Dave Scott, CEO, DaveScottCompanies.com, was able to share more opinion on the suit—because he’s out of the automation equipment business today, in fact, since 2004: “I don’t have a horse in this race. I have seen the blog page on http://www.missionabstractdata.com/blog.html where he says I’m wrong [from our previous article on this].”
The blog says we had not referenced his patent title properly, but we have both patents attached in the story and referenced the title that’s on both of them, so we’re not sure where that’s coming from. However, the company does present its argument there—it’s worth taking a look. From the blog:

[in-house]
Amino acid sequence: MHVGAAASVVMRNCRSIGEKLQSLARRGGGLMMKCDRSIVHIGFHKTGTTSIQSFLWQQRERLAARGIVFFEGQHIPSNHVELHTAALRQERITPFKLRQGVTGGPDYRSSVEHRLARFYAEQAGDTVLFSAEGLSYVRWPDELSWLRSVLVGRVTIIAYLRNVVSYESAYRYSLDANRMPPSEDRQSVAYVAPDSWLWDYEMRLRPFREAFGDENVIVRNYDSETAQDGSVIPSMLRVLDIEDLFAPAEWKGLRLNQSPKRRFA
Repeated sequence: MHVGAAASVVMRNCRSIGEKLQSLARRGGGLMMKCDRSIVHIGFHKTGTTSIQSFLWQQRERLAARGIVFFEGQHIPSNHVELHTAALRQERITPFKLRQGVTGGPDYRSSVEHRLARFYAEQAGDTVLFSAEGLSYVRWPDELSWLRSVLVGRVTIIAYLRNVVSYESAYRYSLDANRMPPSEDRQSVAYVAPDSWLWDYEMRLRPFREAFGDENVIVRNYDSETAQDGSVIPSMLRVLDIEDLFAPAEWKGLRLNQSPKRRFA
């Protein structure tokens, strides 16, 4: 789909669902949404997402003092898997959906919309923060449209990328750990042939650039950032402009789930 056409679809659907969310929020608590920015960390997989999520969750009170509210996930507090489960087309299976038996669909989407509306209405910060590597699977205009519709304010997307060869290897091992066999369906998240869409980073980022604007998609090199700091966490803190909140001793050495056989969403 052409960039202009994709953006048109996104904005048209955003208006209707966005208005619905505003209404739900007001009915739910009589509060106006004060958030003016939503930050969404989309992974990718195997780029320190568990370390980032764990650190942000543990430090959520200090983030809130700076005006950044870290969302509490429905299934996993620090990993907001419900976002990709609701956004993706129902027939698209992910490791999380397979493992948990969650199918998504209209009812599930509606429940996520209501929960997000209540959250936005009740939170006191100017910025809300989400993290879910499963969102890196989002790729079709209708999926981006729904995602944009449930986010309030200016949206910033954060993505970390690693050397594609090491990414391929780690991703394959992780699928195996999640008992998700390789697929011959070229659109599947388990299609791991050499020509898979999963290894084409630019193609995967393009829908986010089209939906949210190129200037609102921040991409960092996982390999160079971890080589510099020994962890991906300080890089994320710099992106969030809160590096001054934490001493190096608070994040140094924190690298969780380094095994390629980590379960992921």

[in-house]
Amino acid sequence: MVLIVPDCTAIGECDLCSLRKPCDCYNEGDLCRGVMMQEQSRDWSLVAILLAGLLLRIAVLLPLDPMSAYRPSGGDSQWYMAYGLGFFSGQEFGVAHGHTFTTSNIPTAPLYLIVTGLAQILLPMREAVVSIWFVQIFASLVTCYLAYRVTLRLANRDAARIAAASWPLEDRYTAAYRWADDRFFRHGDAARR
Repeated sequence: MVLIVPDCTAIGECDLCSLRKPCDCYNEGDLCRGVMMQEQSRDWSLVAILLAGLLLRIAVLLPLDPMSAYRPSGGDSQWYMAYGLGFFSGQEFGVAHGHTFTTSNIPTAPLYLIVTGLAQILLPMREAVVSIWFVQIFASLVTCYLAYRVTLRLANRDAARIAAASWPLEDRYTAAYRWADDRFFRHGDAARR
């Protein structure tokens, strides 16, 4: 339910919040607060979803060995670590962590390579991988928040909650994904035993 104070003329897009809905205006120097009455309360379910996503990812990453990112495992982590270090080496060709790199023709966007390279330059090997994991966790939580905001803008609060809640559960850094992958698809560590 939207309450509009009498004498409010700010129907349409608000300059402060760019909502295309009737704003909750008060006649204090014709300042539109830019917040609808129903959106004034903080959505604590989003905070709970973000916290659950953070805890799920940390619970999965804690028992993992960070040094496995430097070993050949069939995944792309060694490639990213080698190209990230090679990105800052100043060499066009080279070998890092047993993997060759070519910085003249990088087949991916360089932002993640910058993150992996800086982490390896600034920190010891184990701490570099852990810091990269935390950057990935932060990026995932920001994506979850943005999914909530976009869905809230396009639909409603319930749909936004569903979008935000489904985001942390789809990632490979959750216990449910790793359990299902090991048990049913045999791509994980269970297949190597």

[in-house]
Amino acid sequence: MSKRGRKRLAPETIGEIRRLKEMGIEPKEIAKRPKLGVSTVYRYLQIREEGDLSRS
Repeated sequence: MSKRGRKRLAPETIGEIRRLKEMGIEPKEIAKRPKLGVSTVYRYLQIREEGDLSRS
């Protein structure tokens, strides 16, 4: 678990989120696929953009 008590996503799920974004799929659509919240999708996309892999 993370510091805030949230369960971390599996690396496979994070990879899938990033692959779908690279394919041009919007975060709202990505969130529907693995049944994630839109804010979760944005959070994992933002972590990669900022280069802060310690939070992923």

“The most relevant patent (US 5,629,867) was granted after the Patent Office examiner looked at the state of published radio technologies as they existed prior to its issuance. It was the determination of the Patent Office that no one had previously published materials that described a system in which at least several hundred songs were stored in a database resident on one or more computer hard drives in an array that could be played using software on a computer (no particular kind of software, no particular features for automation being required) over a radio broadcast At the time of the patent application’s filing, the Patent Office determined that the invention met all of the criteria for issuance of a patent including the question of obviousness in view of prior existing systems and documents and the question of inventive step or that the proposed claimed invention was in fact a real invention.”